“We are now at a point where we must educate our children in what no one knew yesterday, and prepare our schools for what no one knows yet.” —Margaret Mead

“The military tells us we must offer diversity training, but it seems to me what our sailors most need is unity training. How can we mesh our differences into a single unit and get results?” —Navy Captain Michael Abrashoff

Check out my review of Marching Off The Map by clicking here. And read some of Tim Elmore’s quotes which I shared here. I will be sharing more quotes from this book soon, so stay tuned!

7 Quotes + 1 Infographic From “Marching Off The Map”

Once again, Tim Elmore has given us invaluable insight into the emerging youth culture. If you have kids or work with kids, you must read Marching Off The Map. You can check out my full book review by clicking here. Below is the first set of quotes I want to share with you, but there will be plenty more coming in the future, so stay tuned!

“Thanks to technology, information streams into their lives 24/7 and often has no filter on it, even for young children. When we determined not to censor content in the media, we had no idea (understandably) how it would affect our kids. We’re removing the opportunity for them to experience innocence and wonder. However, because they’re still maturing emotionally, socially, cognitively and biologically in their first 25 years, we have now begun to witness a strange paradox in our young: the extinction of childlikeness and the extension of childishness. …

“Since they are exposed to so much adult information, so early in their lives, they can prematurely lose (1) their sense of innocence, (2) their sense of wonder and (3) their sense of trust …

“Biologically, the graduate is an adult. Emotionally, the graduate may be unprepared for the adult world.”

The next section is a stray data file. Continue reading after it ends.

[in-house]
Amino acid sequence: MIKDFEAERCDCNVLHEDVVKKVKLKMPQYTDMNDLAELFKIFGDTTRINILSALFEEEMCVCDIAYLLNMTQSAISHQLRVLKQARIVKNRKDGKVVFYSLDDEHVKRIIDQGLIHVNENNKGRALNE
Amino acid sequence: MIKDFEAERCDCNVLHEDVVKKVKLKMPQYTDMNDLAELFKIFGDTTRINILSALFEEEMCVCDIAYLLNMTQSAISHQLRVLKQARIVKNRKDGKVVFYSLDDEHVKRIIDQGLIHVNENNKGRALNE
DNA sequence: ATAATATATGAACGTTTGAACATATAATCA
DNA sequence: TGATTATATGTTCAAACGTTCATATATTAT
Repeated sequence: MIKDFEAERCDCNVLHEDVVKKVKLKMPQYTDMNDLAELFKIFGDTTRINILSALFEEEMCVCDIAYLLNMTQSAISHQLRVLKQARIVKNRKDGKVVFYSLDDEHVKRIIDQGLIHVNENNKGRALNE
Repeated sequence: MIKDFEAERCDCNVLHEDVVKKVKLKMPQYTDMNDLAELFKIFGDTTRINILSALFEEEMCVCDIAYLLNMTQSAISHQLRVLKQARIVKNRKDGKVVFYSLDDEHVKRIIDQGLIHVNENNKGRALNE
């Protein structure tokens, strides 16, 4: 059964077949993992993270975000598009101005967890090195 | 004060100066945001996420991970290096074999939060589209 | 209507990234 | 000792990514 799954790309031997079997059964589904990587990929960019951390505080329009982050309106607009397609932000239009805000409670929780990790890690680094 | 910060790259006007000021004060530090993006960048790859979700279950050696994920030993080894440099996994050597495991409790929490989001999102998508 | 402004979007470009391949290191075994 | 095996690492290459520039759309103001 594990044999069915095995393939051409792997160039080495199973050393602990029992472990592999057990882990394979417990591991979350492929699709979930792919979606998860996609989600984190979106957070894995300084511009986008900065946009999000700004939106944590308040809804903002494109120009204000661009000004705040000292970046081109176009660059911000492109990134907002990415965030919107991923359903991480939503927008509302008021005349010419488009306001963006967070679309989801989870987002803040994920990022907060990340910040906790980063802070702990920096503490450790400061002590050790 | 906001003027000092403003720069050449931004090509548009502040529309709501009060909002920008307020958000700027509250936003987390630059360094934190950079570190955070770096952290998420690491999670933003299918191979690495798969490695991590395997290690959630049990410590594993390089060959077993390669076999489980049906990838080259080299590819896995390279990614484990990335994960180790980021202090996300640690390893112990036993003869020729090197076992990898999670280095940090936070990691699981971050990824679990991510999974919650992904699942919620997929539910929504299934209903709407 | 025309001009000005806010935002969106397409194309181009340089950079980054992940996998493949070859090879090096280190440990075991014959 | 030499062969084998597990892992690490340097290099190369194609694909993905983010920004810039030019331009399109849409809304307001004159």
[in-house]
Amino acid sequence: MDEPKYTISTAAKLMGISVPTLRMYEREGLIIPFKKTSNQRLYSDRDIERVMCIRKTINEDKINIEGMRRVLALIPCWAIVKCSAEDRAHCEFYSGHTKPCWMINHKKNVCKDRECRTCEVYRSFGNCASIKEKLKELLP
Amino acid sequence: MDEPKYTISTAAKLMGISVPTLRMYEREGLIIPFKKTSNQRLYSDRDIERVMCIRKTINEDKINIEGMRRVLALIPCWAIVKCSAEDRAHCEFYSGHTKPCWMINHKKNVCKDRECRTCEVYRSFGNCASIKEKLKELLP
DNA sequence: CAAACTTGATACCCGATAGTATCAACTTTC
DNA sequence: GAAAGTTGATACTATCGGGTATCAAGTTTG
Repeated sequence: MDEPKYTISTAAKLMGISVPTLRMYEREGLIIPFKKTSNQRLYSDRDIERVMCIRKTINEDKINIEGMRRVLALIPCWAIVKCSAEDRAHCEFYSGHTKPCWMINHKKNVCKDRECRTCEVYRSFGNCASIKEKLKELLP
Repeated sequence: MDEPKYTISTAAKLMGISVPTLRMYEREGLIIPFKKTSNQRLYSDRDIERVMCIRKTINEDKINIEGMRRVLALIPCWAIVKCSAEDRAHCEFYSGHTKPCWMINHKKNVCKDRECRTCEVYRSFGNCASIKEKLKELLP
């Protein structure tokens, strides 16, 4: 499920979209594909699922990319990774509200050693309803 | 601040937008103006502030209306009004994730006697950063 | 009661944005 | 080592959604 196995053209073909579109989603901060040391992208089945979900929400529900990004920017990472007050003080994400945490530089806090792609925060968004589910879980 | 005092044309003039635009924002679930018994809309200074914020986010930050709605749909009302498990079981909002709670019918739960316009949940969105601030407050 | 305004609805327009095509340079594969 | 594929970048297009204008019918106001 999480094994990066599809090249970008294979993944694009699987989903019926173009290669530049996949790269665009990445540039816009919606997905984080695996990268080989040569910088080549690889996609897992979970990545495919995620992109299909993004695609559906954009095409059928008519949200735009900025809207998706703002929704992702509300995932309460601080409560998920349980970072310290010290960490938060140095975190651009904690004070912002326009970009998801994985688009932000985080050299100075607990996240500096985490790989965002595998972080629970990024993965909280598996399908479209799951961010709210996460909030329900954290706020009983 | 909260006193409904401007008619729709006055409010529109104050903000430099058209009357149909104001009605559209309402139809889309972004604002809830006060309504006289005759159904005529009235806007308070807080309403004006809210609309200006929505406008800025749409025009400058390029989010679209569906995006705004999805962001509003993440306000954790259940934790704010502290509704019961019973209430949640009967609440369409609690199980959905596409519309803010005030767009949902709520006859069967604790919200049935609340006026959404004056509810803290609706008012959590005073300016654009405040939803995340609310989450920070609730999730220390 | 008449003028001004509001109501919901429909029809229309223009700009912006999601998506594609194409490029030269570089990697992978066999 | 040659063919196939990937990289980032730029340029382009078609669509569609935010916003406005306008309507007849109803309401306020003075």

“If you think our kids are pitifully impulsive on social media—just look at the adult population. … If you think teens are addicted to Facebook, just study the hours their mothers spend on it. If you think young athletes on the Little League baseball field act childish, just look at their dads. The behavior of adults and children has become more and more similar. Society has baptized ‘youthfulness.’ We want to look young, feel young, dress young, talk young and act young. We argue with our children’s teachers. We push our kid’s coaches to get them special treatment. We are not good at delaying gratification, and we frequently don’t keep commitments we make … very much like children. The result? Adulthood has lost much of its aura and authority.”

“As you stand in front of your classroom or your own children—you are, in a sense, Galileo. You are Magellan. You are Christopher Columbus. You are Lewis and Clark. You are Neil Armstrong. Ready or not, they need you to play this role.

“Our world is both expanding and shrinking. Our past maps and methods are antiquated. Like it or not, we’re moving into unfamiliar territory and many think it’s too difficult to explore. We have fallen in love with our old maps. … 

“For educators, our role must change as we teach a generation of students who don’t need adults to get information.

“For parents, our role must change as we raise kids in a time of terrorism, economic recession, racial unrest, underemployment and ubiquitous technology.

“For coaches, our role must change as we train young athletes who have eight-second attention spans, and may arrive at practice with little resilience or grit.

“For youth workers, our role must change as we mentor students who have few life skills or values because adults either over-functioned or were absent.

“For employers, our role must change as we onboard young employees who may have never had a real job before, and may ask when ‘spring break’ will be.”

“Adults must enable the students to leverage what is new, yet at the same time, hold on to what is ancient, yet valuable. We must be both timeless and timely. So, our job as we serve the next generation is two-fold: